Go Is Amazing, So Here's What I Don't Like About It

After my last post and generally the kind of indirect advertising I’m doing to the Go programming language for a few months now, I heard about and talked with a lot of people who started being interested in the language, so for once I decided to write what I don’t like about it instead, to provide a more balanced perspective of what’s my experience so far and maybe let some of those people realize that Go is not the right choice for their projects after all.


It’s important to say that some, if not most of the things I’m about to write are purely subjective and related to my programming habits, they do not necessarily represent so called “best practices” and should not be taken like so. Moreover, I’m still a Go noob, some of the things I’m going to say might just be inaccurate / wrong, in which case feel free to correct me and teach me something new, please :D


Before we start: I love this language and I already explained why I still consider it a better choice for several applications, but I’m not interested in an opinion war about Go vs Rust, or Go vs whatever … use what you think it’s best for what you have to do: if that’s Rust go for it, if you think it’s binary code you send to the processor by using your nipples to inject faults into some data bus, go for it, both cases, code and let code, life is too short for being a language hipster.

Let’s start from the smallest things to the more serious ones …

Plz Gimme a Ternary Operator

Writing mostly apps that run in a terminal emulator, I often find myself printing the status of the parts of the system I’m working on in terms of enabled / disabled (like enabling or disabling one of bettercap’s modules and reporting that information), which means most of the times I need to translate a boolean variable to a more descriptive string, in C++ or any other language supporting this operator it would be something like:

bool someEnabledFlagHere = false;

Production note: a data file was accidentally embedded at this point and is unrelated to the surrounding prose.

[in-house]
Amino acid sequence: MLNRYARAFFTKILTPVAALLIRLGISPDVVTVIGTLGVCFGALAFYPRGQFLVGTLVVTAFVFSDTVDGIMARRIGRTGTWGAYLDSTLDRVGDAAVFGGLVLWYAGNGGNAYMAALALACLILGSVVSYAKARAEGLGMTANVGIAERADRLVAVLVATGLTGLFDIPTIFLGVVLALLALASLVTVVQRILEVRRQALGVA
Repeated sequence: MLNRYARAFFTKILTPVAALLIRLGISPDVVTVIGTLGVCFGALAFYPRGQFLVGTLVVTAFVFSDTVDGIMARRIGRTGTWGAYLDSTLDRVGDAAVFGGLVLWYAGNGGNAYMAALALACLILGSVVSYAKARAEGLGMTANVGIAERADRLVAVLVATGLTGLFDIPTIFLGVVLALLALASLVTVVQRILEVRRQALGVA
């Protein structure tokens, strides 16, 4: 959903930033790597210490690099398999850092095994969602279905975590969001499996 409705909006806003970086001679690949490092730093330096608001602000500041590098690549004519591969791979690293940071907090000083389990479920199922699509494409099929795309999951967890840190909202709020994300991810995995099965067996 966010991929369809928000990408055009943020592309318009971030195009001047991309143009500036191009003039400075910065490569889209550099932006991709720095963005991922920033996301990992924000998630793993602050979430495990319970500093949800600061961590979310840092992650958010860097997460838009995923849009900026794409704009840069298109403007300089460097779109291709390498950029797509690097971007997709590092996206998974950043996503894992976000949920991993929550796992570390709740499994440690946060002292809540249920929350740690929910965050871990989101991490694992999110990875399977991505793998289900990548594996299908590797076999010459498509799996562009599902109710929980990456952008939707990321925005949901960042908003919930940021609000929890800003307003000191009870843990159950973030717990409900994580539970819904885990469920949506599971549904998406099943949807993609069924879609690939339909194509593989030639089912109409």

printf("Cool module is: %s\n", someEnabledFlagHere ? "enabled" : "not enabled");

Unfortunately Go does not support this, which means you end up doing ugly stuff like:

someEnabledFlagHere := false
isEnabledString := "not enabled"
if someEnabledFlagHere == true {
isEnabledString = "enabled"
log.Printf("Cool module is: %s\n", isEnabledString)

And this is basically the most elegant way you have to do it (other that actually having a map[bool]string just for that …) … is it less convenient? is it more? For me it’s ugly, and when your system is highly modular, repeating this stuff over and over again can considerably increase the size of your code base, basically for no valid reason but the lack of an operator. ¯\_(ツ)_/¯

NOTE Yes, I know you can do this by creating a function or aliasing the string type, there’s no need to post every possible ugly workaround on the comments, thanks :)

Auto generated stuff != Documentation

Dear Go experts, I’m really thankful for the code you share and the stuff I manage to learn everyday by reading it, but I don’t think this is of any real use:

// this function adds two integers
// -put captain obvious meme here-
func addTwoNumbers(a, b int) int {
return a + b

As I do not think that things like these are valid substitutes for documentation, while it looks like this is the standard way gophers document their code (with some exceptions of course), even if it’s about frameworks with thousands of forks and users we’re talking about … not a fan of super detailed documentation myself and this is not necessarily a huge problem if you enjoy digging into the code itself anyway, but if you’re a documentation junkie, be prepared to a continuous disappointment.